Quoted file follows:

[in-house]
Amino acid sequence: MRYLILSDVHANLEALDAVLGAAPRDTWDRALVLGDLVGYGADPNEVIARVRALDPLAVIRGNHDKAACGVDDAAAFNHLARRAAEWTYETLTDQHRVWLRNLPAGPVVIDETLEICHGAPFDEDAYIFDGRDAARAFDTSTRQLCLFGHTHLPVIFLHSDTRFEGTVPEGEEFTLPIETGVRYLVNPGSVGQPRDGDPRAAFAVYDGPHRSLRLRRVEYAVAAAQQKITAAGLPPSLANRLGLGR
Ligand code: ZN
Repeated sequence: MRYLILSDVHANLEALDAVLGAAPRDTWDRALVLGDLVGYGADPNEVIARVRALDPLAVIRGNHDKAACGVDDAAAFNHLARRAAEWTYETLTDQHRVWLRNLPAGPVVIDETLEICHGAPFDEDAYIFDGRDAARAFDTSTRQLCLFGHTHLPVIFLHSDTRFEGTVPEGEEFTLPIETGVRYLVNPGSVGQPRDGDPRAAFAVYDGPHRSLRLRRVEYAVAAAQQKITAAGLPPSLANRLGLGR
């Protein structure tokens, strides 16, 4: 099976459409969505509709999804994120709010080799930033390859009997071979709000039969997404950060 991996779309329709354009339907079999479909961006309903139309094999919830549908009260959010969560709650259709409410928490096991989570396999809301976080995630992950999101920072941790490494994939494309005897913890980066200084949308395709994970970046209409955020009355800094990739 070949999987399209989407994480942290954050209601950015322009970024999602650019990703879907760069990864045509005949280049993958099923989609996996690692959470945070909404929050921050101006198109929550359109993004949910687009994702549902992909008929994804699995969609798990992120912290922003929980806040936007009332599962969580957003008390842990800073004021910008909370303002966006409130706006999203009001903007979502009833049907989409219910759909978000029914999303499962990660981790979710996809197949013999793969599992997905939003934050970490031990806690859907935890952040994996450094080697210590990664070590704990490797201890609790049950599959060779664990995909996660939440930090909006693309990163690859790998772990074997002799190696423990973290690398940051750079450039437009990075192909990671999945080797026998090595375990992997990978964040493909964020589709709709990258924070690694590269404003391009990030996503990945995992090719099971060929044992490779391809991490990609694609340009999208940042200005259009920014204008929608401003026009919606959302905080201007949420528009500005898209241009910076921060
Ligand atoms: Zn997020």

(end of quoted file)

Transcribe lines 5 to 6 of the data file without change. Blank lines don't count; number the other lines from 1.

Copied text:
């Protein structure tokens, strides 16, 4: 099976459409969505509709999804994120709010080799930033390859009997071979709000039969997404950060 991996779309329709354009339907079999479909961006309903139309094999919830549908009260959010969560709650259709409410928490096991989570396999809301976080995630992950999101920072941790490494994939494309005897913890980066200084949308395709994970970046209409955020009355800094990739 070949999987399209989407994480942290954050209601950015322009970024999602650019990703879907760069990864045509005949280049993958099923989609996996690692959470945070909404929050921050101006198109929550359109993004949910687009994702549902992909008929994804699995969609798990992120912290922003929980806040936007009332599962969580957003008390842990800073004021910008909370303002966006409130706006999203009001903007979502009833049907989409219910759909978000029914999303499962990660981790979710996809197949013999793969599992997905939003934050970490031990806690859907935890952040994996450094080697210590990664070590704990490797201890609790049950599959060779664990995909996660939440930090909006693309990163690859790998772990074997002799190696423990973290690398940051750079450039437009990075192909990671999945080797026998090595375990992997990978964040493909964020589709709709990258924070690694590269404003391009990030996503990945995992090719099971060929044992490779391809991490990609694609340009999208940042200005259009920014204008929608401003026009919606959302905080201007949420528009500005898209241009910076921060
Ligand atoms: Zn997020």